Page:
Tuesday, 29 July 2014

Morgan unlikely to change things

Of course, teachers all over the country, "pushed to breaking point by Gove`s nightmare schools experiment", will have celebrated his removal. However, did they notice that after Cameron`s reshuffle, Labour commented that nearly all the education ministers at the DfE were privately educated, when their shadow secretary for education is Tristram Hunt, former pupil of University College School, with fees around£5K a term? Presumably Hunt`s initial appointment had much to do with the need to challenge Gove at the dispatch box in the Commons, where his posh historical expertise could be a match for the Secretary of State`s superiority complex? Whether such "skills" are needed now is debateable.

   Morgan`s appointment will inevitably entail a more conciliatory approach,and no doubt, problems for Labour. It will certainly hinder Hunt`s policy of out-Goveing the previous encumbent. His refusal to support the teaching profession, either in their struggle to maintain acceptable pay and pensions, or in their objections to the assessment reforms and removal of the "level playing field", could well prove yet another embarrassment for the Labour leader, especially if Hunt continues to insist that "character and resilience" can only be found in the private sector! That alone should have been enough for his removal, not to mention his crossing picket lines! Another reshuffle could well be on the cards!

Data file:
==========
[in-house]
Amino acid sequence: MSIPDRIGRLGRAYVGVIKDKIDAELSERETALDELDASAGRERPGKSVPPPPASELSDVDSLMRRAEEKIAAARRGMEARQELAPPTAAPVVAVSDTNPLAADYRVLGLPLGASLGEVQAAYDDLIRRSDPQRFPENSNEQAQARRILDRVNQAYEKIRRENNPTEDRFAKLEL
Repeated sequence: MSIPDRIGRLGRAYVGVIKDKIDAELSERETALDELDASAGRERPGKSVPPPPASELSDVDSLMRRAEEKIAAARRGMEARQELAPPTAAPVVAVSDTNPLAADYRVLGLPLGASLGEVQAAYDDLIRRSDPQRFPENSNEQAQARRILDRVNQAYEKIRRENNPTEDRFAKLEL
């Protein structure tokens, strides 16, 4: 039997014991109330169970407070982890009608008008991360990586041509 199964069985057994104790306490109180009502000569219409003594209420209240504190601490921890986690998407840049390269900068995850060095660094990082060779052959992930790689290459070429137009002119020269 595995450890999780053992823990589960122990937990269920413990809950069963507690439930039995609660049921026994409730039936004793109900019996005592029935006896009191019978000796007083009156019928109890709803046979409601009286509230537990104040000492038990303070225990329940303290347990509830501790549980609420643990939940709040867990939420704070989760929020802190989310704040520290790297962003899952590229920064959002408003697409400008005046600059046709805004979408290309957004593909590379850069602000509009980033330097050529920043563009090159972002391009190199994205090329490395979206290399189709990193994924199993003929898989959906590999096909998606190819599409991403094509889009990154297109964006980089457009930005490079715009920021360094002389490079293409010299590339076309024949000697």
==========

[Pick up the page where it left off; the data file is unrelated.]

There must be somebody in the Labour party, state- educated, who appreciates the brilliant work being done by everyone working in the education state sector. Unlike, obviously, the current Secretary of State!
What is revealed when privately-educated, corporate lawyer, Nicky Morgan says that she "will be nice to teachers" is that this government, still dominated by multi-millionaires,will continue to insult and patronise the teaching profession. Would the Attorney General make a similar comment about the legal profession? Is the Foreign Secretary going to be "nice" to Putin or Obama? Of course not, but when it comes to 60 hours a week, pay-frozen teachers, the condescension can be laid on with a trowel.
  Gove did it for four years, and succeeded in uniting all the teaching unions, something previously thought impossible! But if she thinks such patronising remarks will prevent future industrial action, she`s clearly got another thing coming, especially after the "fantastic success of the July 10 public-sector strike". (Morning Star,24/07/14) Most of us would have thought that serious praise for the excellent work being done in our state schools would have been the obvious start!

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